Instead of taking the most direct route through the congested road to the beach, my Waymo crossed Golden Gate Park and drove onto a less congested road, but that took a few minutes longer for the trip. It traveled most of the way at 29 mph—one mile under the speed limit—and deferred to other drivers. At one point, it sat behind a car for a few minutes waiting to turn left instead of merging into the right lane to go around that vehicle.

My Waymo arrived at the parking lot six minutes later than initially estimated. It drove through the parking lot to a small, empty lot where a circle appeared on the map on the touch screen. Once he was in the circle, he stopped.

“You are here,” said the woman. “Please make sure it’s clear before exiting.”

As I stepped out of the car, it was filled with meditative electronic music that greeted me at the start of the drive. Mike arrived shortly after me.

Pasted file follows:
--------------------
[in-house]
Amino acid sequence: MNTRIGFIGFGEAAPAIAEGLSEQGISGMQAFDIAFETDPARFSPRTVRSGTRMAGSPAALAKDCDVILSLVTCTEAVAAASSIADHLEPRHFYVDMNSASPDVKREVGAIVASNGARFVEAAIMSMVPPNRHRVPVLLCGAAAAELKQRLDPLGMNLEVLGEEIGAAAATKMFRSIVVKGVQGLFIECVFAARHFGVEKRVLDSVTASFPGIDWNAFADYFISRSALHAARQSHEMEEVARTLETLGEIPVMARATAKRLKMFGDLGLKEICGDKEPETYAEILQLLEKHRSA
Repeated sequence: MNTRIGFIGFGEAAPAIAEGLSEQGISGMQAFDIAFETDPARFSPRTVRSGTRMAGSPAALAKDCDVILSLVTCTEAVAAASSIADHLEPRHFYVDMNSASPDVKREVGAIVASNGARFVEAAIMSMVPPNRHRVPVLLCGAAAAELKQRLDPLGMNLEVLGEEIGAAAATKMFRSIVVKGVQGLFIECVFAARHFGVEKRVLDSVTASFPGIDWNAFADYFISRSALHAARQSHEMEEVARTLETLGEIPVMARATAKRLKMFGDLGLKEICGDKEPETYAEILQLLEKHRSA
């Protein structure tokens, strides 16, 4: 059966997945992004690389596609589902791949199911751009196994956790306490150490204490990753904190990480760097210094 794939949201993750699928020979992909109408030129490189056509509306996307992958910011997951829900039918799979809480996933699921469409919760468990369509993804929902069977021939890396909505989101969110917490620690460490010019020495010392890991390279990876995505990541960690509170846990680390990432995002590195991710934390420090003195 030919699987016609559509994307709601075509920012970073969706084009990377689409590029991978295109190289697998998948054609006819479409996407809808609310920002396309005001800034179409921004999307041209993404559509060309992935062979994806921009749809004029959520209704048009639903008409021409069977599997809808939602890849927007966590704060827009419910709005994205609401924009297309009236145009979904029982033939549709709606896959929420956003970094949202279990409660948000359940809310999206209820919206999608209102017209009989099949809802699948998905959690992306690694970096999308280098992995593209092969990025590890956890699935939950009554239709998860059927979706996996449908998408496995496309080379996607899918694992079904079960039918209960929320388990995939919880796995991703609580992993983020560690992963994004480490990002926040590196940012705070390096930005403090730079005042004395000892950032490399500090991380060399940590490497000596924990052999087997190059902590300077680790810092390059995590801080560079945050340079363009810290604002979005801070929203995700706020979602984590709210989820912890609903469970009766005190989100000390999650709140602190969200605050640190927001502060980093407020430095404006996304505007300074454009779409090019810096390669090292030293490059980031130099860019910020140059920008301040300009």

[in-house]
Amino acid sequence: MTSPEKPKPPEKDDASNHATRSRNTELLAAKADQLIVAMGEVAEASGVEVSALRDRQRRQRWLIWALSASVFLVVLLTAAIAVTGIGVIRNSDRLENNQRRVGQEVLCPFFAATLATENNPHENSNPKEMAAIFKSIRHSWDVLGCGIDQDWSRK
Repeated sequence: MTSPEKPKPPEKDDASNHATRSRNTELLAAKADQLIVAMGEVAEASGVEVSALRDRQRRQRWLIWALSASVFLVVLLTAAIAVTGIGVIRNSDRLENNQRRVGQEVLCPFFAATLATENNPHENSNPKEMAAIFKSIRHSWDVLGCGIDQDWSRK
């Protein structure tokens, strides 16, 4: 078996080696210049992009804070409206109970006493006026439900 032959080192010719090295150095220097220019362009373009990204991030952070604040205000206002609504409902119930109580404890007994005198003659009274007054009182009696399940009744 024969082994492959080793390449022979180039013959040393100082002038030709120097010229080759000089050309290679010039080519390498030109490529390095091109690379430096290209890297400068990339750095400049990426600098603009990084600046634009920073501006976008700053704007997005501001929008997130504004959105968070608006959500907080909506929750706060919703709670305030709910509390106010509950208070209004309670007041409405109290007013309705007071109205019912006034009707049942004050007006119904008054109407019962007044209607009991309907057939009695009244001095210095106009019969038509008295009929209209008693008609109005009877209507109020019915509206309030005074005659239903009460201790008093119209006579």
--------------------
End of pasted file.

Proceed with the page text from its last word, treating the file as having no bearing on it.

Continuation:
Yiwen’s car was less straightforward. At the start of her trip, he told her that it would be a two-minute walk from her drop-off point to the restaurant. The car reminded her of this as soon as it arrived and encouraged her to use the app to guide her as she walked towards the beach chalet.

Waymo rides were cheap, ranging from $18 to $21, roughly the same as Uber. It will take years — if not decades — for Waymo to recoup the billions of dollars invested in its service. Although there are no drivers, each ride is supported by Waymo on-site staff who can be called in case of car trouble.

But that’s Wemo’s problem. It’s easy for the rest of us to forget that there’s no one driving the robot taxis. The only reminder comes when you start thanking the driver before getting out of the car. A glimpse at the empty front seat reminds you that you’re all alone.